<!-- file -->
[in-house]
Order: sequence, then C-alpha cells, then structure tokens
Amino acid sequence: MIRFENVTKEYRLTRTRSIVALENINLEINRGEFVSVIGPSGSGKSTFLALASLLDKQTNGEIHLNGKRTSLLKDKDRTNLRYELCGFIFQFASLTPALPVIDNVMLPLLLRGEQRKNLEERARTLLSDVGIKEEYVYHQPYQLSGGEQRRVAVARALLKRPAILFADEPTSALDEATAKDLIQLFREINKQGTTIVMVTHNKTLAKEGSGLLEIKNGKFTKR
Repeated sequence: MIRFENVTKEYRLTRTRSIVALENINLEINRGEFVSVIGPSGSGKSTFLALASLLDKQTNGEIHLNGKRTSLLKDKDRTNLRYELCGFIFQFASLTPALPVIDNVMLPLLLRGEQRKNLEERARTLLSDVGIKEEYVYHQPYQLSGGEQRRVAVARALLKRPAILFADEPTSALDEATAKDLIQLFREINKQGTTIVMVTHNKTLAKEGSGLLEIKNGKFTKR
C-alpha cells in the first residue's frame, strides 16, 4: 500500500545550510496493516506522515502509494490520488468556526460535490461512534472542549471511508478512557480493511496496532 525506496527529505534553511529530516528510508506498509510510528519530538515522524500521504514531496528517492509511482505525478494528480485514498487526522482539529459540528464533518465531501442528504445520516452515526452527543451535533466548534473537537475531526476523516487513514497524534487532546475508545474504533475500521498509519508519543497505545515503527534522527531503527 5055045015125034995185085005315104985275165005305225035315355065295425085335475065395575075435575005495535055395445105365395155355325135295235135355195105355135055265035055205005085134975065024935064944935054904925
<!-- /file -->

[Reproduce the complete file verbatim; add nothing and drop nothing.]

[in-house]
Order: sequence, then C-alpha cells, then structure tokens
Amino acid sequence: MIRFENVTKEYRLTRTRSIVALENINLEINRGEFVSVIGPSGSGKSTFLALASLLDKQTNGEIHLNGKRTSLLKDKDRTNLRYELCGFIFQFASLTPALPVIDNVMLPLLLRGEQRKNLEERARTLLSDVGIKEEYVYHQPYQLSGGEQRRVAVARALLKRPAILFADEPTSALDEATAKDLIQLFREINKQGTTIVMVTHNKTLAKEGSGLLEIKNGKFTKR
Repeated sequence: MIRFENVTKEYRLTRTRSIVALENINLEINRGEFVSVIGPSGSGKSTFLALASLLDKQTNGEIHLNGKRTSLLKDKDRTNLRYELCGFIFQFASLTPALPVIDNVMLPLLLRGEQRKNLEERARTLLSDVGIKEEYVYHQPYQLSGGEQRRVAVARALLKRPAILFADEPTSALDEATAKDLIQLFREINKQGTTIVMVTHNKTLAKEGSGLLEIKNGKFTKR
C-alpha cells in the first residue's frame, strides 16, 4: 500500500545550510496493516506522515502509494490520488468556526460535490461512534472542549471511508478512557480493511496496532 525506496527529505534553511529530516528510508506498509510510528519530538515522524500521504514531496528517492509511482505525478494528480485514498487526522482539529459540528464533518465531501442528504445520516452515526452527543451535533466548534473537537475531526476523516487513514497524534487532546475508545474504533475500521498509519508519543497505545515503527534522527531503527 5055045015125034995185085005315104985275165005305225035315355065295425085335475065395575075435575005495535055395445105365395155355325135295235135355195105355135055265035055205005085134975065024935064944935054904925